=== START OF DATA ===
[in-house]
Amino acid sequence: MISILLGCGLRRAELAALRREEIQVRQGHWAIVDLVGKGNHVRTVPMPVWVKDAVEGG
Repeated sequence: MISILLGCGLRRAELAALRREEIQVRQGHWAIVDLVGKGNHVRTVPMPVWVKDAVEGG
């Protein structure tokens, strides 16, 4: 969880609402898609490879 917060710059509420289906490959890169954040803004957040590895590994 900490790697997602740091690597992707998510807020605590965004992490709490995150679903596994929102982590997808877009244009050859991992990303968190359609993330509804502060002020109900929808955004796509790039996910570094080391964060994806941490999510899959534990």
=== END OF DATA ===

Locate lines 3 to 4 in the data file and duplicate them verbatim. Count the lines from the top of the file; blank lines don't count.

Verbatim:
Repeated sequence: MISILLGCGLRRAELAALRREEIQVRQGHWAIVDLVGKGNHVRTVPMPVWVKDAVEGG
């Protein structure tokens, strides 16, 4: 969880609402898609490879 917060710059509420289906490959890169954040803004957040590895590994 900490790697997602740091690597992707998510807020605590965004992490709490995150679903596994929102982590997808877009244009050859991992990303968190359609993330509804502060002020109900929808955004796509790039996910570094080391964060994806941490999510899959534990």